As I look at the cover of my vinyl copy now I am surprised to see that the photo on the cover is not the same as the one on my CD. I expect this has been noticed before but not by me. It is the same session but not quite the same photo. Now on the CD you actually get the whole of the corduroy cap but less of his hand but what is clearly different are the position of Dylan’s fingers on the fret board of his guitar in the two covers.

Although there are 13 tracks the album only lasts for 36 minutes. Most of the songs are about three minutes long but strangely seem to last much longer. What I notice at first is the power, confidence and enthusiasm that Dylan exudes on his guitar, his harmonica and with his voice. Also even at this early age Dylan is showing us how he can transcend the theme of death that infects so many of the songs to produce a record that is actually life enhancing.

The recent attention caused by the soundtrack of the film “O Brother Where Art Thou” has emphasised the power and beauty of the song “Man of Constant Sorrow”. It has always been one of my favourite traditional songs whether sung as I first heard it by Judy Collins or the recent version by Jackson Browne. Hearing this version on Dylan’s debut album reminds me that this is without doubt the definitive one. The interplay between guitar and harmonica that is so forceful in the instrumental parts fades to just the right level when Dylan sings. I’d forgotten how long he could hold some of those notes and how wonderful it sounds.

I’d also forgotten how good the intro is to “Baby, Let Me Follow You Down” and the way Dylan could put those pauses into what he is saying and the lovely guitar playing underneath it. Or the way Dylan gets inside “House of the Rising Sun” so that you really believe he is one of those “poor girls”.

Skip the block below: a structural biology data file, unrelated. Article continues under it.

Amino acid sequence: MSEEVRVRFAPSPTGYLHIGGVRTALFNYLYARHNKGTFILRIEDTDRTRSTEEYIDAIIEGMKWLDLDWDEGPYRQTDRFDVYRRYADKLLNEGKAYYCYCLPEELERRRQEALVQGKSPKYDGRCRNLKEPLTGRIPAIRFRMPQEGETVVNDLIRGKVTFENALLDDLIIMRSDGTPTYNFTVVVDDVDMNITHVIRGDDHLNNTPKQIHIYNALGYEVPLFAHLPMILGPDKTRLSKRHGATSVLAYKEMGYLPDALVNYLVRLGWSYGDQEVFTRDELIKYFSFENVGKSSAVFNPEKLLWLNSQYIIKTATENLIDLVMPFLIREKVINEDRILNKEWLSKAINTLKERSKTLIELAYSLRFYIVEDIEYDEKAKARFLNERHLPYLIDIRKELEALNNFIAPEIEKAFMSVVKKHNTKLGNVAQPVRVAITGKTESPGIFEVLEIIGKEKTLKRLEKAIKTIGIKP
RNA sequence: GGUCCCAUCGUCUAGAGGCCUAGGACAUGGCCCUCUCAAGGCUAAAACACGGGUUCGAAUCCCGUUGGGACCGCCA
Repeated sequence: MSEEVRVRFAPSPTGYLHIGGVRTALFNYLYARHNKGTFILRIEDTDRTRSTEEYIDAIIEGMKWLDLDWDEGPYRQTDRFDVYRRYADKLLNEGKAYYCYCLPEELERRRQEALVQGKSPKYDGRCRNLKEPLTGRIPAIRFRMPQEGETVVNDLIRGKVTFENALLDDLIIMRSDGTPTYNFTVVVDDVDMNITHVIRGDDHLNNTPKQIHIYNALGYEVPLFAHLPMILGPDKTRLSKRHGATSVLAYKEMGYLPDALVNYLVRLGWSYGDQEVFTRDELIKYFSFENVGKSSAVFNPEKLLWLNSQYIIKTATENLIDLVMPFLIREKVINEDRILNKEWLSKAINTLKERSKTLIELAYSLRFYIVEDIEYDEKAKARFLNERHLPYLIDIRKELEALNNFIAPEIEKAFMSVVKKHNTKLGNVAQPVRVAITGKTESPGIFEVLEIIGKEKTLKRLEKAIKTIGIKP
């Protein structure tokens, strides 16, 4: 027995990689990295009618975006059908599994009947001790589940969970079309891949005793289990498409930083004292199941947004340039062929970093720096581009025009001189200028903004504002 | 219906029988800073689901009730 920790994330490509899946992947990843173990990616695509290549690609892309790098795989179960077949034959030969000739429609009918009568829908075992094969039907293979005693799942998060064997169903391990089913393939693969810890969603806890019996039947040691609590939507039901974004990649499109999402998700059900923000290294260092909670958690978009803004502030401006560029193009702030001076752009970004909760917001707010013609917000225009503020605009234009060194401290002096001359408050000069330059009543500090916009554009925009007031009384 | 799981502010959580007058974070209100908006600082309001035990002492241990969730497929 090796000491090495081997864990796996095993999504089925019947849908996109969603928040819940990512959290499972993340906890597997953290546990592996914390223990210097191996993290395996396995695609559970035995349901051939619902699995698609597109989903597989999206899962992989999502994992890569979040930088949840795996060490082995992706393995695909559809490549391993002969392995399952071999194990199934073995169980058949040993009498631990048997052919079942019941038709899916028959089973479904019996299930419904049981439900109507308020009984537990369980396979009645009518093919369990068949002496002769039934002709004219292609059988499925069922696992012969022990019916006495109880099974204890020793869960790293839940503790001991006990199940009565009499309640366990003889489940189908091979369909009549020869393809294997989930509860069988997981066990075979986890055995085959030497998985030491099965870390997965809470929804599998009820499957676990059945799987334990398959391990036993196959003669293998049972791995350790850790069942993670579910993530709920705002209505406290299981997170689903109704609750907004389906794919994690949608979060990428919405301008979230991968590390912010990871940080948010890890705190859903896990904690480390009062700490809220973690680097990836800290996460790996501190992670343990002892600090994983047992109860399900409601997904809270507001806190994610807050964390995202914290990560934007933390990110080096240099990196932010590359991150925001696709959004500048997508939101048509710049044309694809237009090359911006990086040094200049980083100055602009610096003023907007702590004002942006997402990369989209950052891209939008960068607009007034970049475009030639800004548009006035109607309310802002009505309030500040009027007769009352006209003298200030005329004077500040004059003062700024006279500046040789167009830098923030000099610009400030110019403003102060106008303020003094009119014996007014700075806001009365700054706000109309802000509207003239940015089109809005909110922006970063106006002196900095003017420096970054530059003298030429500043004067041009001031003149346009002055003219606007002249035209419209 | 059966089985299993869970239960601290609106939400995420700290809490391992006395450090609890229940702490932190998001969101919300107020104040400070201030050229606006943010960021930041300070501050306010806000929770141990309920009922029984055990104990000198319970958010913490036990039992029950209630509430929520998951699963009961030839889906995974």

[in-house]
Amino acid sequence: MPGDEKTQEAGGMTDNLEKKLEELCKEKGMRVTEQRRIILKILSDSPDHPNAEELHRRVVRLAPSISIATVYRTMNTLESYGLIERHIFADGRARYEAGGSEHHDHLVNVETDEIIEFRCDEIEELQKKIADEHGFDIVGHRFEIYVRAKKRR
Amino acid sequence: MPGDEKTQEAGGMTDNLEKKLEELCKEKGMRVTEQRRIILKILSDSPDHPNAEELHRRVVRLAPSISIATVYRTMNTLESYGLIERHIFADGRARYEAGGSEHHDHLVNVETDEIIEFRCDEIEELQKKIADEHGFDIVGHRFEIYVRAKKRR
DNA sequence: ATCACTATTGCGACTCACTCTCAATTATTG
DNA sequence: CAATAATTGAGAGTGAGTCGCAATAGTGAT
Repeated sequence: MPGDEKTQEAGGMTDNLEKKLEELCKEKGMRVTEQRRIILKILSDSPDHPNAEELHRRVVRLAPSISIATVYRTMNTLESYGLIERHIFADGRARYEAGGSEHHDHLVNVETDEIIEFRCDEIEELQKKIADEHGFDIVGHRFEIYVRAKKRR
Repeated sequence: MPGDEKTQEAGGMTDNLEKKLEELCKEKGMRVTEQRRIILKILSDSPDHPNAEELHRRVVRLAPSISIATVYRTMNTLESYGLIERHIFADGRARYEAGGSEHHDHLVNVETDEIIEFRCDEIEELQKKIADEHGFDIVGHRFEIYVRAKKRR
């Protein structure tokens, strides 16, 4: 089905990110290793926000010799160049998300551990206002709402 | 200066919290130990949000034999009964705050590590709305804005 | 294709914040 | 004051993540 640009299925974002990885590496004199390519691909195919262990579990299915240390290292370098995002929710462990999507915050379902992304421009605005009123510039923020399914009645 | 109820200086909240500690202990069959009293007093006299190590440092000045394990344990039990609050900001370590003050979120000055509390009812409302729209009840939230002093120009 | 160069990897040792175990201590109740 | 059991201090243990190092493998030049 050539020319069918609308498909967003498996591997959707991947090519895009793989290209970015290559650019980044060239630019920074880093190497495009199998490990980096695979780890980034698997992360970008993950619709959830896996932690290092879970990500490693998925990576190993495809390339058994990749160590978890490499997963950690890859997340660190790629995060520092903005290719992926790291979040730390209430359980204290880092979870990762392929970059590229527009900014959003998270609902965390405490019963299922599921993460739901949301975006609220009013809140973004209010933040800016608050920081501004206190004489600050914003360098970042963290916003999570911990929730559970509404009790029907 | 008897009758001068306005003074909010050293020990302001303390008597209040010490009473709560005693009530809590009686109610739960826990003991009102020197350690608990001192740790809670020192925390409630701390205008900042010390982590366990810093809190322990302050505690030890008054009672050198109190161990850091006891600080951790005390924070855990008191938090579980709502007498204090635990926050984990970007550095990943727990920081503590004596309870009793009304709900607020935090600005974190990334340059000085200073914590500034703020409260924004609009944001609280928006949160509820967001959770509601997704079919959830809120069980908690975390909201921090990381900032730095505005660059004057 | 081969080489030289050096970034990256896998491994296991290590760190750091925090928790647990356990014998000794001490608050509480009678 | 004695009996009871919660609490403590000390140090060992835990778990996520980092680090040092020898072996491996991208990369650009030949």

The real treat though is to hear “Song to Woody” and to know that this early song is to lead on to everything else that we will hear from Dylan’s pen over the next few years and beyond. I know it affected me so much that I quoted some of the lyrics in an O Level English essay the next summer.

Why don’t you get out your copy and play it right now?

Going back in time is obviously something that Cameron Crowe enjoys too. Have you seen “Almost Famous”? In his latest film, “Vanilla Sky”, he uses the Live ’66 version of “Fourth Time Around” on the soundtrack. The film stars Tom Cruise and his current partner Penelope Cruz. In the March issue of Uncut there is an interview with Tom Cruise to promote “Vanilla Sky” and one of the pictures that accompanies the article recreates the cover of “Freewheelin’” with Tom Cruise as Dylan and Penelope Cruze as Suzy complete with VW Microbus and snowy New York street! Not sure if that is in the film or not.